By George Maestri
Caligari's TrueSpace has been around for a number of years and has always offered a solid set of tools for a reasonable price. Version 5 builds on this legacy with a number of new tools and some interface improvements.
TrueSpace presents itself with a single perspective view, but you also can configure it to show orthographic views. The interface is entirely icon-based, which means all operations are represented as pictures, with a text description that shows up on the taskbar. This looks great, but initially I found some icons a bit hard to decipher, making me want basic pull-down menus. After a day or so, though, I had most of the icons memorized, which made the interface fairly quick.
|TrueSpace 5's radiosity feature enables users to obtain realistic lighting conditions both in the viewport and for rendering.|
One of the most significant improvements to Version 5 is the completion of the NURBS modeler that initially shipped with Version 4. The software enables you to draw NURBS curves and manipulate them using the new draw panel, which gives each curve its own miniature editing window within the 3D environment. Oddly, NURBS curves in TrueSpace use Bezier-type control handles rather than the more standard NURBS weights. This seems to work fine, but it might be confusing to seasoned NURBS modelers.
After you draw your curves, you can create patches using a skinning tool, which allows for multiple outlines to create a patch. You also can create surfaces using the loft and birail tools. TrueSpace enables you to draw trim curves directly on a NURBS surface to cut a hole in a patch. One thing missing is the ability to project existing curves onto a surface, which can make the modeling process more accurate than re-creating these curves from scratch.
TrueSpace also has some nice tools for attaching patches to each other. You can create blend surfaces to join surfaces with circular outlines, such as the end of an arm to a trim curve on a torso.
TrueSpace has always had polygonal modeling tools and has supported subdivision surfaces for the past few releases. Subdivision surfaces make modeling organic surfaces very easy, and TrueSpace's subdivision tools work much like those in most other packages. When a surface is subdivided, the original polygonal surface appears as a "cage," superimposed over the smooth subdivided surface. You can then edit or animate the cage.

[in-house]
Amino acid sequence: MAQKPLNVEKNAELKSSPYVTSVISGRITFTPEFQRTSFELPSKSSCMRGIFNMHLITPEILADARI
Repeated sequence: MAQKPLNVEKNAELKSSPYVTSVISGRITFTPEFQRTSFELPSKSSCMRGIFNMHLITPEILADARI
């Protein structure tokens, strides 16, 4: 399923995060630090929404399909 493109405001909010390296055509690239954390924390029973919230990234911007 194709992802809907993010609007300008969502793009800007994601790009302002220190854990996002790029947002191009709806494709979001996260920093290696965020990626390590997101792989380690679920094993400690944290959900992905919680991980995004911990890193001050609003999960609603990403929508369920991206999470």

Polygonal modeling in TrueSpace starts with primitives, such as spheres and cubes. TrueSpace has a terrific interface for creating these objects called the Magic Ring widget, which lets you draw new primitives interactively. After you create a primitive, you can modify it. The polygonal modeler is basic but is easy to use and gets the job done. It enables you to manipulate points, edges, or faces for sculpting the shape of an object. For adding detail, you can perform such operations as beveling and extruding polygons. Unlike with more advanced modelers, you cannot use these operations on edges or vertices.
Animation also is available for moving objects within a 3D space. For character animation, TrueSpace offers an IK system with skeletal deformation. The IK works a bit differently from other implementations in that it uses a software "pin" to specify the IK chain at any given moment. As such, if you move a character's hand, for example, and the pin is at the shoulder, you will reposition only the arm. If the pin is at the hip, you also will reposition the shoulders and spine. This is a different way of working, but it has advantages in its flexibility.
TrueSpace's material editor has been completely redesigned. One unique feature that I really liked is the new IIR (incremental image rendering) technology, which enables you to move a resizable material editing window over any part of the scene and edit materials directly on scene objects. This enables you to see how a material will look in the context of your scene for final rendering, which speeds production significantly.
Rendering is based on the Lightworks Pro rendering engine from Lightwork Design. TrueSpace offers a variety of lights, including physically accurate lighting, based on actual, manufactured light models for tasks such as architectural design. The renderer's quality is excellent, and it offers radiosity, which models the scattering of light within a scene.
Overall, TrueSpace is a great application for the price. It offers a fairly complete set of features that enable the software to do many different tasks very well. It has user-friendly implementations of all the major features that an artist would need, plus it produces good-looking renders. TrueSpace fills that niche in the market for those who need a quality 3D package but can't justify spending many thousands of dollars. George Maestri is a writer and animator living in Los Angeles.Price:
$795Minimum System Requirements:
Windows 95/98/2000/NT; Pentium II; 64MB of RAM; 50MB of free hard-disk spaceCaligari Corp.